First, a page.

Wondering what to put on the gift list of ideas for family and friends? Here’s how to think outside of the present box.

What will your toddler like to unwrap for her next birthday or holiday celebration? In truth, most toddlers still love celebration songs, games, and wrapping as much as any presents. But when friends and family ask, suggest gifts that foster development and skills in fun ways.

Books

Why they’re great gifts: Reading to your toddler builds language and literacy skills long before she can read on her own. Early vocabulary and listening skills help predict later success in reading and other school subjects. And your toddler can’t have enough good books.

Some ideas: Books that are best bets at this age have engaging, imaginative illustrations and help develop basic language and number concepts. If your toddler shows an interest in a special topic, like animals or cars and trucks, look for books that feature them. Caring and sharing messages and cultural diversity are all a plus; scary plots aren’t.

Authors behind many toddler classics: Eric Carle (The Very Hungry Caterpillar), Donald Crews Freight Train), Ruth Krauss (The Happy Egg), P.D. Eastman (Are You My Mother?), Leslie Patricelli (Potty), and Eric Hill (Where’s Spot?).

Action Toys

Why they’re great gifts: Toddlers love to move! Anything they can ride on, push, pull, or otherwise move with helps them practice motor skills and coordination—and burns off some of their boundless energy.

Some ideas: Consider wagons, pedal-free bikes, doll strollers, play grocery carts, pull toys, plastic bowling sets, pounding and hammering toys, and large and small balls.

Problem-Solving Toys

Why they’re great gifts: Toddlers practice skills over and over through play. So toys that give them a chance to figure things out on their own help build creative and logical thinking skills. Such activities also help kids work on fine motor skills, spatial relations skills (how things fit and work together), and hand-eye coordination. Also great: open-ended toys for creative play that can be used in many different ways.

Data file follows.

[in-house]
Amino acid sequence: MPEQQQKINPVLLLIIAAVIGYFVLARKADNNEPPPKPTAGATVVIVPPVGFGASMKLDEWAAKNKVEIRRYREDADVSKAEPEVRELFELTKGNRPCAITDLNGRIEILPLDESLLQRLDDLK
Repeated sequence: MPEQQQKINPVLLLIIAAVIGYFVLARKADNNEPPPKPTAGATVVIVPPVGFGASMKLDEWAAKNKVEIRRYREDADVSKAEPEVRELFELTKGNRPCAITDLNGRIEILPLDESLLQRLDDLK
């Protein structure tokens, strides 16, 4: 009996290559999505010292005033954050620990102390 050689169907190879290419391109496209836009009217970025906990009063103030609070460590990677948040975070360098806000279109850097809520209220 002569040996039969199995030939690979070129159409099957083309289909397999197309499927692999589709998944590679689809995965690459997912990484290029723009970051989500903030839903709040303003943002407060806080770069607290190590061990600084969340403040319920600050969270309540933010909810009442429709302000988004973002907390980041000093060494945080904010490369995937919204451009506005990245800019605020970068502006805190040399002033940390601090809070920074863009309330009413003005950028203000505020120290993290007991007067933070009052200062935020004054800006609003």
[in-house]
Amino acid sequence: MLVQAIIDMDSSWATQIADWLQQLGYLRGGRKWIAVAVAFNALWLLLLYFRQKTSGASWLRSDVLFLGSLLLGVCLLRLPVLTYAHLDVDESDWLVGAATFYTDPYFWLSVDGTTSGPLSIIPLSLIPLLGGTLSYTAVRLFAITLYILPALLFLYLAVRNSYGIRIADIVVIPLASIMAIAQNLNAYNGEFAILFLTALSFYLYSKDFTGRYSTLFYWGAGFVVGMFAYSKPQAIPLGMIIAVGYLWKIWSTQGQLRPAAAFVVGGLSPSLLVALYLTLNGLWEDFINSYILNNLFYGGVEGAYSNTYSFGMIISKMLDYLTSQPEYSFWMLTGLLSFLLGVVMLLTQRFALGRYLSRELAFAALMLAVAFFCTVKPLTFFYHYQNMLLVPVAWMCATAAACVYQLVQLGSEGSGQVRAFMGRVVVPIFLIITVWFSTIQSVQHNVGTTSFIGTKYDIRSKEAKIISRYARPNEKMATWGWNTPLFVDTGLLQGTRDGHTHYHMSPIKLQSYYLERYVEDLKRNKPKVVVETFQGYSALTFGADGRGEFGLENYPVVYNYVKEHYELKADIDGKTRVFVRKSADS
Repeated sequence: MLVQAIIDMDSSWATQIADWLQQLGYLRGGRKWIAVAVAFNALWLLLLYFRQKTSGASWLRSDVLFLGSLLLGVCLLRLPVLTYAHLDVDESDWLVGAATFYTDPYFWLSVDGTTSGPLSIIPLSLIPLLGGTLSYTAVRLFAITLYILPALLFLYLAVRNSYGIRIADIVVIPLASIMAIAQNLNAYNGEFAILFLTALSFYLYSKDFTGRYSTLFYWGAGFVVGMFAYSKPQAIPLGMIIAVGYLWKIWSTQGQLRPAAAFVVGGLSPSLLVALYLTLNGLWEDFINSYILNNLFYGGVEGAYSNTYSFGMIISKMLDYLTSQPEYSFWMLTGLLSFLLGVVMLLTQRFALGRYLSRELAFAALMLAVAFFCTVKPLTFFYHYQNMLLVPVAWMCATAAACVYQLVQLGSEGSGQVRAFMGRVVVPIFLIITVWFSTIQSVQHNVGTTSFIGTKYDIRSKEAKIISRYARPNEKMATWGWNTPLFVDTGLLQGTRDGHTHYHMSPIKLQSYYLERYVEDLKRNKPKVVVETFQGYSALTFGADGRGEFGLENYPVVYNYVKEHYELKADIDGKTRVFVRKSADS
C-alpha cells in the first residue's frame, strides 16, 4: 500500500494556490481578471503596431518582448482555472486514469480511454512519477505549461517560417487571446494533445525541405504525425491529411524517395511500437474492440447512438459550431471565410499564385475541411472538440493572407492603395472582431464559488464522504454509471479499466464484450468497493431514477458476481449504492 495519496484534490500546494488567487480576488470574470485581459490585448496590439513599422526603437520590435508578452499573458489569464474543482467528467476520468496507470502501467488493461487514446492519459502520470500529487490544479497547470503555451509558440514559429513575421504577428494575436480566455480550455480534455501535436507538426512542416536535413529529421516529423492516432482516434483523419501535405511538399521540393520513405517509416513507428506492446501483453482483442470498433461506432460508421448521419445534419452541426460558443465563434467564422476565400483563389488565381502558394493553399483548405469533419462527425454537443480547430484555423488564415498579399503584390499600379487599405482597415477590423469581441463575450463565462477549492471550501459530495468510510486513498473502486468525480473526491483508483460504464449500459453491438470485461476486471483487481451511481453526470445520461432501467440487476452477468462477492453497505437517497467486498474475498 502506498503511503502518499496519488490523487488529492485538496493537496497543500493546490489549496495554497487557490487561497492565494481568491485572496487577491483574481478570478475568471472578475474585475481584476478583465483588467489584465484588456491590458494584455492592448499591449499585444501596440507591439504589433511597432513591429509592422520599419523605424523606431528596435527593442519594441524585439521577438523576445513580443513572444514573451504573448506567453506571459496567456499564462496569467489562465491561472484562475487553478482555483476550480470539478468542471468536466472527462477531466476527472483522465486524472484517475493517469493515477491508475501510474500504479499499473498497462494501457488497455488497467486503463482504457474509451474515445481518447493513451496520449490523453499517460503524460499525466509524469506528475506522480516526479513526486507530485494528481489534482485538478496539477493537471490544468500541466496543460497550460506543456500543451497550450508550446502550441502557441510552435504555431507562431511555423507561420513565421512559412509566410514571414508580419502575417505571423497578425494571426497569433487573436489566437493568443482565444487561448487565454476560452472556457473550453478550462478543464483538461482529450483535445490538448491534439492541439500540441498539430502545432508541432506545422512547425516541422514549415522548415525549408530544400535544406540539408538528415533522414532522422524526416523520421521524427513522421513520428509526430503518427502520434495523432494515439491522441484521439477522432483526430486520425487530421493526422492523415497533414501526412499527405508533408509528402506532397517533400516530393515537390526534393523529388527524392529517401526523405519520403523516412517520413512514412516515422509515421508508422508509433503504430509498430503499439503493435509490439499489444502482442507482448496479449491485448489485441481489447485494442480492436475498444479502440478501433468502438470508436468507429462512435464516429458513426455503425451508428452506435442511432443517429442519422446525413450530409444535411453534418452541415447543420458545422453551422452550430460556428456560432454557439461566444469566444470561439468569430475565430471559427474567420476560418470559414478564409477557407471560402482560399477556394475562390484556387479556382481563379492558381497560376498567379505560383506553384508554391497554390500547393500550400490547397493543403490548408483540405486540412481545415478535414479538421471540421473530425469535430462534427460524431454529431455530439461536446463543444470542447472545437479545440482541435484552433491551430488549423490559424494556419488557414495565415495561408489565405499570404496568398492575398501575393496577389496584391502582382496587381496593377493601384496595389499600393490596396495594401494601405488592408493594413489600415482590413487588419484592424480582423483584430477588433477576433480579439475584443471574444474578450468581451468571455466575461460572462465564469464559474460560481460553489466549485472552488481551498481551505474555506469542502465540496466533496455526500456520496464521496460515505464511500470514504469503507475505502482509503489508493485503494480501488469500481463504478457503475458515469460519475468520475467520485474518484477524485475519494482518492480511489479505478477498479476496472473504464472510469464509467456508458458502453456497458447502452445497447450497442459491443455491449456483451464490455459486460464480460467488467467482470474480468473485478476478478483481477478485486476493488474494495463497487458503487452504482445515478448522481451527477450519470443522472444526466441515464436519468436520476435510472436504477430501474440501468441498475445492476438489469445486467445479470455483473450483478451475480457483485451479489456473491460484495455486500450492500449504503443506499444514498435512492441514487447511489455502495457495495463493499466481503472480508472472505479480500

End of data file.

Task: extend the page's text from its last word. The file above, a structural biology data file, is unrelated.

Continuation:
Some ideas: These kinds of toys include puzzles with large pieces, shape sorters, nesting blocks or cups, art materials (play clay, paint, thick crayons), and wood blocks.

Gifts That Inspire a Love of Nature

Why they’re great gifts: Research has shown that children who spend time outdoors are more physically active, more creative in their play, less physically aggressive, and show better concentration. Exposure to nature also plants the seeds early for becoming more eco-sensitive later in life.

Some ideas: Try a big net for catching bugs or minnows, toys for outdoor play (such as balls), a sand box and sand toys (shovels, dump trucks), and gardening tools (like a child-size rake and watering can).

Special Outings

Why they’re great gifts: Not every gift has to come in a package. Research has shown that life experiences make people happier, and your toddler will be no exception.

Some ideas: Encourage friends and family to celebrate by bringing your toddler somewhere special and new. Suggest a day at the zoo, a farm, or a garden; a backyard tea party; a visit to a different playground; or a performance for young children (of music, dance, or puppets, for example). Be sure to take photos, too, so you and your toddler can revisit the experience for years to come.